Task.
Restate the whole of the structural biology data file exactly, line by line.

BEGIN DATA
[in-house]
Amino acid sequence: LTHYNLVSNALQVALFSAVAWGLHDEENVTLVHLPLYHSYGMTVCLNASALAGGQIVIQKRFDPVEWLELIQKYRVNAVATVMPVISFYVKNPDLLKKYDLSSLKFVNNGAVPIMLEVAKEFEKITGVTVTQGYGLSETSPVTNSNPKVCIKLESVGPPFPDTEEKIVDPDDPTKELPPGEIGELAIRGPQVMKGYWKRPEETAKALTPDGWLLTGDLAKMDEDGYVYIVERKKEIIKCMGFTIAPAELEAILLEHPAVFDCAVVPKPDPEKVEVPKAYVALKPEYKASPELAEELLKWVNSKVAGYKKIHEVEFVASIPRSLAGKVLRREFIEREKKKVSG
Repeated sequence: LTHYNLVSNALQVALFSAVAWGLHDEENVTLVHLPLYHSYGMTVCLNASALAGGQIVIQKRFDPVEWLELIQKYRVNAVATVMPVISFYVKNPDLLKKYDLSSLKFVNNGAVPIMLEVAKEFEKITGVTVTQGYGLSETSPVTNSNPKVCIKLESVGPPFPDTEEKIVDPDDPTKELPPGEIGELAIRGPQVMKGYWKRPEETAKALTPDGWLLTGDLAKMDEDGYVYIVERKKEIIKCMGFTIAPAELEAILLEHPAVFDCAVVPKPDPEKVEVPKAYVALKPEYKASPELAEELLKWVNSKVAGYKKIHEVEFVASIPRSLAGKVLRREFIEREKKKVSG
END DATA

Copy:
[in-house]
Amino acid sequence: LTHYNLVSNALQVALFSAVAWGLHDEENVTLVHLPLYHSYGMTVCLNASALAGGQIVIQKRFDPVEWLELIQKYRVNAVATVMPVISFYVKNPDLLKKYDLSSLKFVNNGAVPIMLEVAKEFEKITGVTVTQGYGLSETSPVTNSNPKVCIKLESVGPPFPDTEEKIVDPDDPTKELPPGEIGELAIRGPQVMKGYWKRPEETAKALTPDGWLLTGDLAKMDEDGYVYIVERKKEIIKCMGFTIAPAELEAILLEHPAVFDCAVVPKPDPEKVEVPKAYVALKPEYKASPELAEELLKWVNSKVAGYKKIHEVEFVASIPRSLAGKVLRREFIEREKKKVSG
Repeated sequence: LTHYNLVSNALQVALFSAVAWGLHDEENVTLVHLPLYHSYGMTVCLNASALAGGQIVIQKRFDPVEWLELIQKYRVNAVATVMPVISFYVKNPDLLKKYDLSSLKFVNNGAVPIMLEVAKEFEKITGVTVTQGYGLSETSPVTNSNPKVCIKLESVGPPFPDTEEKIVDPDDPTKELPPGEIGELAIRGPQVMKGYWKRPEETAKALTPDGWLLTGDLAKMDEDGYVYIVERKKEIIKCMGFTIAPAELEAILLEHPAVFDCAVVPKPDPEKVEVPKAYVALKPEYKASPELAEELLKWVNSKVAGYKKIHEVEFVASIPRSLAGKVLRREFIEREKKKVSG